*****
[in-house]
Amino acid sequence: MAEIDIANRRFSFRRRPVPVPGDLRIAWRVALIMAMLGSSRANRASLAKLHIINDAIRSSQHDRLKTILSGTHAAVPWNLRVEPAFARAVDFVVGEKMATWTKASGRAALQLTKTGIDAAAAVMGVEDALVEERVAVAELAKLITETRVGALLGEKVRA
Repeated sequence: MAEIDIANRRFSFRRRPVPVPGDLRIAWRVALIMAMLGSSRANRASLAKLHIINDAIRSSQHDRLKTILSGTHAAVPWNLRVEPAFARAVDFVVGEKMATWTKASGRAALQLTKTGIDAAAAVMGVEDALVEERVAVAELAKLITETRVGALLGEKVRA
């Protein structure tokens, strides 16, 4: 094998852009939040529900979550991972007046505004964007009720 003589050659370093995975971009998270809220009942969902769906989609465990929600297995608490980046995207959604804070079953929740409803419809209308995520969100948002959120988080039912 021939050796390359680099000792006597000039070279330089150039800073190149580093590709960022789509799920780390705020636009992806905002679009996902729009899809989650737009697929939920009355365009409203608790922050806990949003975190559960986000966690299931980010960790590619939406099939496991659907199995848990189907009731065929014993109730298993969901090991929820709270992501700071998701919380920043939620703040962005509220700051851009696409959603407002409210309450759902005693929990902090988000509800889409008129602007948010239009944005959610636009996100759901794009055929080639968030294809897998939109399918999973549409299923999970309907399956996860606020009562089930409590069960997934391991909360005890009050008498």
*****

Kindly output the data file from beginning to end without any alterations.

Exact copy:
[in-house]
Amino acid sequence: MAEIDIANRRFSFRRRPVPVPGDLRIAWRVALIMAMLGSSRANRASLAKLHIINDAIRSSQHDRLKTILSGTHAAVPWNLRVEPAFARAVDFVVGEKMATWTKASGRAALQLTKTGIDAAAAVMGVEDALVEERVAVAELAKLITETRVGALLGEKVRA
Repeated sequence: MAEIDIANRRFSFRRRPVPVPGDLRIAWRVALIMAMLGSSRANRASLAKLHIINDAIRSSQHDRLKTILSGTHAAVPWNLRVEPAFARAVDFVVGEKMATWTKASGRAALQLTKTGIDAAAAVMGVEDALVEERVAVAELAKLITETRVGALLGEKVRA
């Protein structure tokens, strides 16, 4: 094998852009939040529900979550991972007046505004964007009720 003589050659370093995975971009998270809220009942969902769906989609465990929600297995608490980046995207959604804070079953929740409803419809209308995520969100948002959120988080039912 021939050796390359680099000792006597000039070279330089150039800073190149580093590709960022789509799920780390705020636009992806905002679009996902729009899809989650737009697929939920009355365009409203608790922050806990949003975190559960986000966690299931980010960790590619939406099939496991659907199995848990189907009731065929014993109730298993969901090991929820709270992501700071998701919380920043939620703040962005509220700051851009696409959603407002409210309450759902005693929990902090988000509800889409008129602007948010239009944005959610636009996100759901794009055929080639968030294809897998939109399918999973549409299923999970309907399956996860606020009562089930409590069960997934391991909360005890009050008498």